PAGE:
Gwebu v Mngometulu [1989] SZHC 1 (1 January 1989)


Civ. Trial No.305/89

In the matter of








Hannah, C.J.,

In this application the applicant seeks an order requiring the respondent to return to him four head of cattle seized . from the kraal of one Mhawu Makhanya on 31st January, 1989.

The respondent, as I understand it, admits that the four head of cattle were seized on the day in question,in his presence and were given into his possession but contends that the seizure was lawful in that it was done in execution of an order made by the Chief's Court for the Lubulini Area. His case, in a nutshell, is that in 1987 or early 1988 one of his cattle, a brahman cow, was identified as being in the kraal of the applicant's father, Luka Gwebu, and he thereupon initiated a complaint in the Chief's court for the recovery of that cow and her calf. Luka was one of his subjects and subject to the jurisdiction of his court and in the proceedings which ensued the respondent was successful.


The court ordered the return of the brahman cow and its calf and also imposed on Luka a fine of one cow for being in possession of a stolen cow and when Luka failed to comply with the order fined him one further cow.

The Chief's runner then executed the order of the court and seized four of Luka's cattle from the local dipping tank and delivered them to the respondent. However the cattle strayed back to Luka's kraal and in about October 1988 he transferred these and 11 other cattle in his kraal to the applicant's name and in the following month the applicant transferred them to Mhawu's kraal. In retaking possession of the four head on 31st January 1989 the respondent was merely acting in accordance with the order of the Chief's Court.

So far as the brahman cow and its calf is concerned Mr. Simelane, for the applicant, has been' compelled to concede that on the evidence adduced it seems likely that they were originally the property of the respondent and that he may have a valid claim to them. The applicant says he purchased them from one Phenyane Tsabedze in 1987 but the evidence strongly suggests that Phenyane acquired them unlawfully. However, Mr. Simelane submits that it is for the respondent to prove that he took possession of those beasts pursuant to an order of a properly constituted and established court and, this, says Mr. Simelane, he has singularly failed to do.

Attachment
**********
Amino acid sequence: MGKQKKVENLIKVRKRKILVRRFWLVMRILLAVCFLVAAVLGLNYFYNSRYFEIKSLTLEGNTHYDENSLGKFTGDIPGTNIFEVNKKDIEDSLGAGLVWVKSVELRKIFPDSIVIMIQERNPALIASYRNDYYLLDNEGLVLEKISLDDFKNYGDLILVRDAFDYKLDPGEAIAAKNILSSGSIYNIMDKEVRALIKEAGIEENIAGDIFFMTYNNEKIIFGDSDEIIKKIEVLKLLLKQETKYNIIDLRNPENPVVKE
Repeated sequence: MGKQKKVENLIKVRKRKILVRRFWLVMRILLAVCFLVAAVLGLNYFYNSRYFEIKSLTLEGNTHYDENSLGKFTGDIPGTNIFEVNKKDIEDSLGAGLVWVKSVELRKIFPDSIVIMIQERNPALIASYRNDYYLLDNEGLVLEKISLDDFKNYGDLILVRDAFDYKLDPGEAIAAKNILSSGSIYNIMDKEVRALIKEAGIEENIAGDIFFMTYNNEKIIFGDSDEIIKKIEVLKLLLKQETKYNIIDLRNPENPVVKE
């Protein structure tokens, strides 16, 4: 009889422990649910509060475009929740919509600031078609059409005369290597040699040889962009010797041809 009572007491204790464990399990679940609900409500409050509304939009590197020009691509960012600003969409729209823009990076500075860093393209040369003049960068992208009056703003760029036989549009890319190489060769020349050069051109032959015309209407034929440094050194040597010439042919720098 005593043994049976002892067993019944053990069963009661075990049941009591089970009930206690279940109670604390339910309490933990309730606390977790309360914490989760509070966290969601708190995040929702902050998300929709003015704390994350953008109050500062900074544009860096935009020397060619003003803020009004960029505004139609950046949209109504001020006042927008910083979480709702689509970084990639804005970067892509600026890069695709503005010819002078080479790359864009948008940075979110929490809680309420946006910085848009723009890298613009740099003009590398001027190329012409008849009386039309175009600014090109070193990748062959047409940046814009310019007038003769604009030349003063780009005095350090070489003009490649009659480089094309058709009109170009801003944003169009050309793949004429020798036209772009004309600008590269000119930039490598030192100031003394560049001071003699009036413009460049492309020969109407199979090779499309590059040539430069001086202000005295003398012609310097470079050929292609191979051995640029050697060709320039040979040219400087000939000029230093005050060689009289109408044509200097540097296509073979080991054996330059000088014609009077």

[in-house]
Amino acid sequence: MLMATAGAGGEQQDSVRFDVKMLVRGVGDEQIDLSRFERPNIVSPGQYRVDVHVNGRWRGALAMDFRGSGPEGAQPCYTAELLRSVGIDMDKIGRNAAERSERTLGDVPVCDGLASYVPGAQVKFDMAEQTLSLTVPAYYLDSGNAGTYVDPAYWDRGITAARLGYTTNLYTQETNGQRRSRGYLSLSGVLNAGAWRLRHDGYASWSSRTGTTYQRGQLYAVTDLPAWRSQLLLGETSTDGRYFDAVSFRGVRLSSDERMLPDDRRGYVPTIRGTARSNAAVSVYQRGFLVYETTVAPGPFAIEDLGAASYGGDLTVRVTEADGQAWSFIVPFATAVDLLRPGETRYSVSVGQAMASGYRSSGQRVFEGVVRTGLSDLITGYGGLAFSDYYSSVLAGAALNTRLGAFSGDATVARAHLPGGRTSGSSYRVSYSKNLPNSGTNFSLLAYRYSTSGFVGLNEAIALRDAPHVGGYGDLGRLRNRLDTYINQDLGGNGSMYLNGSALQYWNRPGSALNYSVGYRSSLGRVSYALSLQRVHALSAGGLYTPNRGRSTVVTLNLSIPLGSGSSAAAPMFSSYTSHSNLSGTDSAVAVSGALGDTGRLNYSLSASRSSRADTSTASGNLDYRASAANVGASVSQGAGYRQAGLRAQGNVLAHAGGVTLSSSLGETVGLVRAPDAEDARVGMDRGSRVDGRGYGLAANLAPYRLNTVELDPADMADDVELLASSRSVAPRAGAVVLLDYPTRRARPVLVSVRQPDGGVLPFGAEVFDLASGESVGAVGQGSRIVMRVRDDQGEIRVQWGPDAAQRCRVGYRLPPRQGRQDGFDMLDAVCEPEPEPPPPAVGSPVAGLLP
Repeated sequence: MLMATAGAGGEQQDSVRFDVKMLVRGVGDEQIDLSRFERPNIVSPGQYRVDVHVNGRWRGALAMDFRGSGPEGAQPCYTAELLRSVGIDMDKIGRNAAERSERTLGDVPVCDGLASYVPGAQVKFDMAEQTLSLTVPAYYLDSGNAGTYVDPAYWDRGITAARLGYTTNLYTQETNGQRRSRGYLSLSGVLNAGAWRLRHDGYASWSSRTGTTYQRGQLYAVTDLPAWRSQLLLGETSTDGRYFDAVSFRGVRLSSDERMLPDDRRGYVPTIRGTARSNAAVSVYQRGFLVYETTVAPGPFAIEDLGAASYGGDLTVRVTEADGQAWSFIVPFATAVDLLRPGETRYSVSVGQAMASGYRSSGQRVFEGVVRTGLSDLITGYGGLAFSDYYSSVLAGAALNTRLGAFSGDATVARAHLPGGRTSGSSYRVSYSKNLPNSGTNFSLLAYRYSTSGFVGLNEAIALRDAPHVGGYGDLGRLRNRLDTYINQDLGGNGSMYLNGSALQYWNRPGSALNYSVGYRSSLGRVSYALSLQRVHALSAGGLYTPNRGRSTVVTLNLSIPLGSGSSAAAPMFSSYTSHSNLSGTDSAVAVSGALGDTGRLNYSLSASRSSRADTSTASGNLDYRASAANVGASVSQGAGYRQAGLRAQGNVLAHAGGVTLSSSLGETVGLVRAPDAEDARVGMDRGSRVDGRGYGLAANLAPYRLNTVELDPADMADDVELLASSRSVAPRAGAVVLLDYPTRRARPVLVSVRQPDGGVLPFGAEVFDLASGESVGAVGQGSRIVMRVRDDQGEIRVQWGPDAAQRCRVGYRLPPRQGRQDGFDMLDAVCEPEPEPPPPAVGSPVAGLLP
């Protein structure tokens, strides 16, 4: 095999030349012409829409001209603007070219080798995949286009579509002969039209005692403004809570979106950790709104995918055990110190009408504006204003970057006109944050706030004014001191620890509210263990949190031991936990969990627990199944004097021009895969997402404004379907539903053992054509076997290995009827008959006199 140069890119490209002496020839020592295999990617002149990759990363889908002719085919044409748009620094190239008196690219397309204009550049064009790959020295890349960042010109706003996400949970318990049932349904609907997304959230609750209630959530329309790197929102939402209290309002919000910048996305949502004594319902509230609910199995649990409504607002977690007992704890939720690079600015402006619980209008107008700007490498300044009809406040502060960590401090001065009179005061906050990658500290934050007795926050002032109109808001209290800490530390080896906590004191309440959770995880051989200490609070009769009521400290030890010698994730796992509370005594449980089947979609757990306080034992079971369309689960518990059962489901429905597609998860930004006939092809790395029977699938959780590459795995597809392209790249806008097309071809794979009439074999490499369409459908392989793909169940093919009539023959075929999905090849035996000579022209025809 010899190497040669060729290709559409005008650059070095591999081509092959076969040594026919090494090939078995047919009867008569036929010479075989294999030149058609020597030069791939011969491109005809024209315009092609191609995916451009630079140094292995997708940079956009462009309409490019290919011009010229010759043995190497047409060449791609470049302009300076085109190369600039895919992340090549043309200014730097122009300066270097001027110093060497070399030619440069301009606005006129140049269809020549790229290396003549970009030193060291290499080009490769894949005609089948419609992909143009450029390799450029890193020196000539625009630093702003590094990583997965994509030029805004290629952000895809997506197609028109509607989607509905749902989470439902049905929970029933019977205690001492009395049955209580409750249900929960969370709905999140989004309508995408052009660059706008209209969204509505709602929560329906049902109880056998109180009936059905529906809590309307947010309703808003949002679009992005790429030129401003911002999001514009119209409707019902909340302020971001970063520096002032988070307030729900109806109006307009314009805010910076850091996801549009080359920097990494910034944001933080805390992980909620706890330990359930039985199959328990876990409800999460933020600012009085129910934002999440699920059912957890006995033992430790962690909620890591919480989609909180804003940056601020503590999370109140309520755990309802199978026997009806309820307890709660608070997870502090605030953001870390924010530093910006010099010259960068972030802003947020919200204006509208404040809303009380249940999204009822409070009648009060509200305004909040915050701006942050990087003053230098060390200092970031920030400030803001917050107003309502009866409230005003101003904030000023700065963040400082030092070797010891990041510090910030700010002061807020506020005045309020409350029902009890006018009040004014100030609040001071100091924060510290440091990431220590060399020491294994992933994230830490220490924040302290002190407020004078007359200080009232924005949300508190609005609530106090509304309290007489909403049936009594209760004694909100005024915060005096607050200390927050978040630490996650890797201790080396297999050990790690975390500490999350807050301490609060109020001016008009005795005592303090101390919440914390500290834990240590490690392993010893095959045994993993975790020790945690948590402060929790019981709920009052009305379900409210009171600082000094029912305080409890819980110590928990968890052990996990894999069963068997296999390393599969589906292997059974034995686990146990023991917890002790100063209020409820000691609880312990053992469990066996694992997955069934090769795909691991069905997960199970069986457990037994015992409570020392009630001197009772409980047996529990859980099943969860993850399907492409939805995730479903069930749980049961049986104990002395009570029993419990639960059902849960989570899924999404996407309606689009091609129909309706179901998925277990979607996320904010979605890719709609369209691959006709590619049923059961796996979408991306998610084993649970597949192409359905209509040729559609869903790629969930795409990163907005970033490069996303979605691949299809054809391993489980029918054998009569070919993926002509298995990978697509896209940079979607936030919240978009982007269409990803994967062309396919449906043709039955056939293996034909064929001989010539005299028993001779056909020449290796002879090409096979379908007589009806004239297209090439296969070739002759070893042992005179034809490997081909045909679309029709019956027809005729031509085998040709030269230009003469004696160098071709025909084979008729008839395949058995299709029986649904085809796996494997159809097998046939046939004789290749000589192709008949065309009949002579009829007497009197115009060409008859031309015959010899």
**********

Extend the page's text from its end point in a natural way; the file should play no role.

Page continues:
It would appear from the evidence that the Chief's Court is commonly accepted as having the authority and jurisdiction to deal with civil disputes and minor criminal matters and to impose penalties but the fact that such courts exist and operate does not mean that they are clothed with proper authority. This court is entitled to know under what authority they exist and if no authority is shown this court


can only conclude that none exists. A Swazi court can undoubtedly exist by virtue of a warrant under the hand of the Ngwenyama (see section 3 of the Swazi Courts Act, 1950) and as a Swazi Court is not defined it could include a Chief's court but this particular Chief's court has no such warrant. Where else is one to look? Mr. Lukhele has suggested that authority may be found in the Swazi Administration Act, 1950 but I have looked at the provisions of that Act for such authority in vain. That Act imposes duties and confers powers on the Chiefs to maintain order and good government in their respective areas but nowhere does it confer a power to hold court.

It may be that certain Chief's Courts have jurisdiction by virture of the saving provision set out in section 41 of the Swazi Courts Act. This provides:

"41. Notwithstanding anything in this Act a Native Court in Swaziland exercising jurisdiction in accordance with Swazi law and custom at the commencement of this Act shall continue to exercise such jurisdiction until the Ngwenyama, by written notice, directs that such court shall no longer exercise jurisdiction, or unless a warrant under section 3 be sooner issued recognising or establishing such court as a Swazi Court under this Act."

However in the case of Chief Ntunja Mngomezulu the evidence is that he did not become a chief until long after this Act came into force and therefore section 41 is not a provision which he can pray in aid.

It is for the respondent to show that the court which made the order pursuant to which the seizure was made was a


properly established court and in my view he has failed to do so. In these circumstances, the seizure of the cattle must be held to be unlawful.

I would add this. Even had the respondent shown that his court is properly established I would nonetheless hold that that part of the Court's order relating to the two cattle other than the brahman and the calf was a nullity. Even a properly constituted Swazi Court has well defined limits to its powers, limits set out, for example in section 17 and 18 of the Swazi Courts Act, and if it should exceed those powers its acts will be null and void. A Swazi Court is not empowered to forfeit cattle for contempt or as a penalty to enforce execution of its orders.

If the respondent wishes to pursue his claim to the brahman cow and its calf before a properly constituted court he is, of course, free to do so but in the meantime he must return them to the custody of the applicant.

It is ordered that the respondent deliver to the applicant at the kraal of Mhawu Makhanya not later than midday on Friday 29th September the four head of cattle first named in the list set out in the applicant's founding affidavit.

Respondent is to pay the costs of this application.

Delivered by the Chief Justice, Mr. Justice N.R. Hannah on 27/9/89

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